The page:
A couple of years ago, when a dear colleague emailed me to ask if I’d consider speaking at TEDxBaylorSchool, I was terrified. Not of speaking, per se, but of the combination of requirements that characterize a TEDx: the big-enough idea; the delivery of a memorized talk while standing inside a red dot; and, maybe the scariest thing of all, the permanent capture on video.
The Gifts of the Struggle
The gist of the story is that I said yes, and I survived the ordeal — and here’s the proof if you’d like to see it: Why There’s So Much Conflict at Work and What You Can Do to Fix It. As I told my colleague, I was extremely grateful to have had the experience; in fact, despite my doubts and worries, and notwithstanding the many things that actually went wrong, I would be happy to do it again.
But I had to work through the equivalent of a rigorous on-the-job training. Here are the most significant takeaways. These three big lessons will help me tremendously if there’s a next time, and I hope they’ll be useful to you, too, whether you find yourself presenting from within TEDx’s red dot or not.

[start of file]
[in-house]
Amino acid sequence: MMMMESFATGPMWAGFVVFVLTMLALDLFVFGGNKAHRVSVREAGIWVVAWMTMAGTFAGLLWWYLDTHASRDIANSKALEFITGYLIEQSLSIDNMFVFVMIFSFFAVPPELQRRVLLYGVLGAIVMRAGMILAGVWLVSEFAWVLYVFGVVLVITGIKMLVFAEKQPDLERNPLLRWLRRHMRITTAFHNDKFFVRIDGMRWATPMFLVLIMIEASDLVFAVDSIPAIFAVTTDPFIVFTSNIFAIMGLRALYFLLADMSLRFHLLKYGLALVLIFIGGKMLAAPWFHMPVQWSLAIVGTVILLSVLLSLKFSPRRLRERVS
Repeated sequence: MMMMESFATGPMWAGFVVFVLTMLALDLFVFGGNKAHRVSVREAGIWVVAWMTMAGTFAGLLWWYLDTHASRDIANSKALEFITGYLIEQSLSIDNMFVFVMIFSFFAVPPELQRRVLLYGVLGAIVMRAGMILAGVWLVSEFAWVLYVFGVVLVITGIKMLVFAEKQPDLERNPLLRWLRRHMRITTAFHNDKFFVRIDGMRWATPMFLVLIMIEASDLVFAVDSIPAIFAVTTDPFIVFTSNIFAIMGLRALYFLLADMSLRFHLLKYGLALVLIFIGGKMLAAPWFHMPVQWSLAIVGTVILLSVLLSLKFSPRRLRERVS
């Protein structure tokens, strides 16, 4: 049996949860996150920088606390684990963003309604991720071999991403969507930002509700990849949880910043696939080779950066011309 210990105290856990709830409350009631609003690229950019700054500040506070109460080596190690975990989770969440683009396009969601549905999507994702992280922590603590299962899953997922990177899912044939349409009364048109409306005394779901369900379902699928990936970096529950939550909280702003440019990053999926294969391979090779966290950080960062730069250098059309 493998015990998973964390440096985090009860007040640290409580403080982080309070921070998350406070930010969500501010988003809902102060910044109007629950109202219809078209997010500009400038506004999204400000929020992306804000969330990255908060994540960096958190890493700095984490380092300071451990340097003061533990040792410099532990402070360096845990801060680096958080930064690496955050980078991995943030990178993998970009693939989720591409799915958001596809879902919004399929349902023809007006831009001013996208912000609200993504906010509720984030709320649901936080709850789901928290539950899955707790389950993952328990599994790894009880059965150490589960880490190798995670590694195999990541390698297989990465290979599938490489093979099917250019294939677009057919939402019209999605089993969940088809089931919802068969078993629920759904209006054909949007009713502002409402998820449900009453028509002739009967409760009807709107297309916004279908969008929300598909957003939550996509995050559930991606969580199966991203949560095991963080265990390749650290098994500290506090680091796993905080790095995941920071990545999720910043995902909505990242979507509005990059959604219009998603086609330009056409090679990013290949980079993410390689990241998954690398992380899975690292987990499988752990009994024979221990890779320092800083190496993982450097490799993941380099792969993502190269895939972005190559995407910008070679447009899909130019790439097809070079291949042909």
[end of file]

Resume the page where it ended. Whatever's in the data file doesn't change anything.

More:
Lesson 1: I had to unlearn my usual habits and routines in order to commit the talk to memory.
Typically, to prepare a talk, I write a bunch of notes about how I want to present the topic. Then I write new notes, followed by even more notes, trying to teach myself everything I might want to say on the subject. The goal is to be able to pull up content that’s fresh and relevant to each audience’s specific needs based on the scaffold of an outline or PowerPoint. Truth is, I’ve always prided myself on never giving the same talk twice.